Though concern for environmental issues dates back to the 1960s, research and practice in the field of sustainability innovation gained significant attention from academia, practitioners, and NGOs in the early 1990s, and has evolved rapidly to become mainstream. Organizations are changing their business practices so as to become more sustainable, in response to pressure from internal and external stakeholders. Sustainability innovation broadly relates to the creation of products, processes, technologies, capabilities, or even whole business models that require fewer resources to produce and consume, and also support the environment and communities, while simultaneously providing value to consumers and being financially rewarding for businesses. Sustainability innovation is a way of thinking about how to sustain a firm’s growth while sustainably managing depleting natural resources like raw materials, water, and energy, as well as preventing pollution and unethical business practices wherever the firm operates. Sustainability innovation represents a very diverse and dynamic area of scholarship contributing to a wide range of disciplines, including but not limited to general management, strategy, marketing, supply chain and operations management, accounting, and financial disciplines. As addressing sustainability is a complex undertaking, sustainability innovation strategies can be varied in nature and scope depending upon the firm’s capabilities. They may range from incremental green product introductions to radical innovations leading to changes in the way business is conducted while balancing all three pillars of sustainability—economic, environmental, and social outcomes. Sustainability innovation strategies often require deep structural transformations in organizations, supply chains, industry networks, and communities. Such transformations can be hard to implement and are sometimes resisted by those affected. Importantly, as sustainability concerns continue to increase globally, innovation provides a significant approach to managing the human, social, and economic dimensions of this profound society-wide transformation. Therefore, a thorough assessment of the current state of thinking in sustainability innovation research is a necessary starting point from which to improve society’s ability to achieve triple bottom line for current and future generations.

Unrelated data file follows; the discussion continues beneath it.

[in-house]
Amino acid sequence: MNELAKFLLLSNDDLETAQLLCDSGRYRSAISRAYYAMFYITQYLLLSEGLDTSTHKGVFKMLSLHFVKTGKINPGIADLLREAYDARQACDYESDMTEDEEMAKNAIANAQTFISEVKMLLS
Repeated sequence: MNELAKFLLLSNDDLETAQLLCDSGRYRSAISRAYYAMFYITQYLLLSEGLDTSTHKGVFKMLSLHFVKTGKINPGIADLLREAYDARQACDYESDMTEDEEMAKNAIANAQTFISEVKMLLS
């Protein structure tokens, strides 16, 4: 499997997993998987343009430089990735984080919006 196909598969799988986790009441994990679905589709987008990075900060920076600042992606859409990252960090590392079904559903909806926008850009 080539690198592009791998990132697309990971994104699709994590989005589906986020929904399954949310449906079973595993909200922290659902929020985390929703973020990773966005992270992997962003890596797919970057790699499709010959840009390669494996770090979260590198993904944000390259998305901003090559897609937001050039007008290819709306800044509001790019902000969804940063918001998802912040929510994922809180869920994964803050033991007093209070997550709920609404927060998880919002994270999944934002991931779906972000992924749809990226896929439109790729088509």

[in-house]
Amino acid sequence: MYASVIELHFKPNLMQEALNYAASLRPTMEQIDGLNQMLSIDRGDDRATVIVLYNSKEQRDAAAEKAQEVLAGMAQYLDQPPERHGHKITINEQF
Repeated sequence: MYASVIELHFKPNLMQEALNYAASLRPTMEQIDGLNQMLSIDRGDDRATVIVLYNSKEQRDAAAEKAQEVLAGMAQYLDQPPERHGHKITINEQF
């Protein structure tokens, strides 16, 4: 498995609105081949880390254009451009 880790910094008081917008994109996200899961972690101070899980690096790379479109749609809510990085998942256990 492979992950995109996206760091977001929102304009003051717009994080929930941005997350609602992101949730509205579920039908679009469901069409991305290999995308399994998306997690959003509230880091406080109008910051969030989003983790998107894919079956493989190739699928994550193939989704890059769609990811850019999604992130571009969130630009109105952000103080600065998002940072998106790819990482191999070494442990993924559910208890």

Article

Soon Ang, Kok Yee Ng, and Thomas Rockstuhl